Maya and her mother, Holly, were two of the first guests to visit Zachariah’s Acres. They had been regular visitors since the first event in 2015, and they were there when the chickens were added as a part of the facilities. When the birds were added, Maya was immediately in love with them. Holly, on the other hand, was a little less enthusiastic.
“I was hesitant. But seeing her—I would do anything for Maya—seeing her love and passion for these birds, you have to get over your own fear.”
Maya was all she had. So it’s only natural that Holly was a little protective of her, and chickens usually aren’t great to have around someone who has IV lines in. But as the two came out more and more, Holly saw how much her daughter loved being with the birds. She got more comfortable being around them, and with Maya being around them without her direct supervision.
“We have pictures of her in her wheelchair holding this huge chicken that took up her whole lap, and she’d show her doctor. And I’d cringe, because they’re not big fans of chickens with someone who has IV lines in. But it didn’t matter, and her doctors knew that.”
When Maya was at Zachariah’s Acres, and at the coops, she was able to experience a little bit of independence. She was able to go directly up to nesting boxes in her wheelchair and gather eggs herself. It gave her a sense of accomplishment and independence that she didn’t have in other spaces.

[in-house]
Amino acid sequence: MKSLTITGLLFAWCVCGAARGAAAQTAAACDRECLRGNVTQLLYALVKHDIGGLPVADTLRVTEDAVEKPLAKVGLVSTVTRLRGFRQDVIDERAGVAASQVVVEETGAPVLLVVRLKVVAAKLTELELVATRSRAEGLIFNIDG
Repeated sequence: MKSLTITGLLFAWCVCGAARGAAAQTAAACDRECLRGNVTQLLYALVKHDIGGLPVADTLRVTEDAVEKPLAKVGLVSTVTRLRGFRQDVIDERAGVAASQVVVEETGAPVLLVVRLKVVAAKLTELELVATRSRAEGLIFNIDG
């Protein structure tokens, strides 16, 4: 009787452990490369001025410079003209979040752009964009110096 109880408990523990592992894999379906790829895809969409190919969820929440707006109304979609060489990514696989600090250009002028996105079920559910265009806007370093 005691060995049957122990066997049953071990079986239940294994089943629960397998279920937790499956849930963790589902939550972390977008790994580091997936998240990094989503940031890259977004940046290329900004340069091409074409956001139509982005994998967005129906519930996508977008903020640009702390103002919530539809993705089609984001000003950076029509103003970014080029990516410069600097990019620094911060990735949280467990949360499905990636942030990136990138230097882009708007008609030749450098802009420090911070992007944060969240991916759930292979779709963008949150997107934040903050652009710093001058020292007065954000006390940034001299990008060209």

“She had to try to get it all in in three hours, because she had to try it all. It was a place where she wasn’t sick. She was just Maya. That’s all she wanted.”
Maya passed in the fall of 2017, and Holly has been dealing with that. She still goes to the places she went with Maya. She still goes to Zachariah’s Acres. She still visits the chicken coops. She still shares that with her daughter.
“It’s been really great for grieving to be able to come out here. Now I honestly will sit at the picnic tables because I love to listen to the chickens talk. Sometimes I record them so I can go home and listen to them. There’s something in hearing them.”
Maya had many different medical problems throughout her life, and she was confined to a wheelchair for most of that life. But despite those difficulties, she still made it a life worth living. And even though she had to leave Holly early, Maya still taught her mom so much. We’re proud to have helped Zachariah’s Acres give them the chickens to share with each other.